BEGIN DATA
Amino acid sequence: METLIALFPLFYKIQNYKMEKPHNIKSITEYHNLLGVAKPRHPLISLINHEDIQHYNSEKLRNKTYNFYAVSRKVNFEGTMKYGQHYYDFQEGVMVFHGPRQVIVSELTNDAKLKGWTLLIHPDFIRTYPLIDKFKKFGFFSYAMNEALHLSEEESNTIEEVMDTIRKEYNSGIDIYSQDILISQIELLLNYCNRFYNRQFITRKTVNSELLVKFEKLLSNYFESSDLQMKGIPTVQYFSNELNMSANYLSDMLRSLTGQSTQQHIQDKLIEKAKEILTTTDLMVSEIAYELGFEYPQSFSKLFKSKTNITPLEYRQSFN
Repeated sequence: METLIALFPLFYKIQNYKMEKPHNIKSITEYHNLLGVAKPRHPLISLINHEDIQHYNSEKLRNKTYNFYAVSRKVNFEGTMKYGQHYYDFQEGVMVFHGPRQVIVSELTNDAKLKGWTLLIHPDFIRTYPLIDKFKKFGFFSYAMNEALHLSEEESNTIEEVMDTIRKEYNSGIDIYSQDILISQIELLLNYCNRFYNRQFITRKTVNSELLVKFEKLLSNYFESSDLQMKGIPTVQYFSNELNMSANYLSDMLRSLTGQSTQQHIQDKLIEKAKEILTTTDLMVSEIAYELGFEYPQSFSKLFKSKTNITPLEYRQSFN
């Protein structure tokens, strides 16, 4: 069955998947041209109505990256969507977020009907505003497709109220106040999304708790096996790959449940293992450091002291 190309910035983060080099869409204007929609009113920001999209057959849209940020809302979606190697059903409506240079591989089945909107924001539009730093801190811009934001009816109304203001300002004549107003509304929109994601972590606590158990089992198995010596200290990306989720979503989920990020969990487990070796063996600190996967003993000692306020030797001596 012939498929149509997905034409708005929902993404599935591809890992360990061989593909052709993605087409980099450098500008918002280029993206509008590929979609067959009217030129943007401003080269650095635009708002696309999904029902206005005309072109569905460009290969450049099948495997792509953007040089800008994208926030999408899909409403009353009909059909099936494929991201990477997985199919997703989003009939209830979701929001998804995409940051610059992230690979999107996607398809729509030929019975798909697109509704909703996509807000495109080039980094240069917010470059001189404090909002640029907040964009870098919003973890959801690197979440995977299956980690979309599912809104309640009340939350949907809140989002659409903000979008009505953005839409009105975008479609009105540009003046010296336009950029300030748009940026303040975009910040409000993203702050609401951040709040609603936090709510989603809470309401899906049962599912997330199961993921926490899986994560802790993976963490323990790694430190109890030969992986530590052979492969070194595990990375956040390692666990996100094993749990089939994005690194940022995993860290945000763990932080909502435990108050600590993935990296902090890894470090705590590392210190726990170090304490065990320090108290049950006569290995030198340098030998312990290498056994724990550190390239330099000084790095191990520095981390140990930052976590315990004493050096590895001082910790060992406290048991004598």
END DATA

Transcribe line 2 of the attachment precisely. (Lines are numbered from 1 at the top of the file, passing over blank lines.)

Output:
Repeated sequence: METLIALFPLFYKIQNYKMEKPHNIKSITEYHNLLGVAKPRHPLISLINHEDIQHYNSEKLRNKTYNFYAVSRKVNFEGTMKYGQHYYDFQEGVMVFHGPRQVIVSELTNDAKLKGWTLLIHPDFIRTYPLIDKFKKFGFFSYAMNEALHLSEEESNTIEEVMDTIRKEYNSGIDIYSQDILISQIELLLNYCNRFYNRQFITRKTVNSELLVKFEKLLSNYFESSDLQMKGIPTVQYFSNELNMSANYLSDMLRSLTGQSTQQHIQDKLIEKAKEILTTTDLMVSEIAYELGFEYPQSFSKLFKSKTNITPLEYRQSFN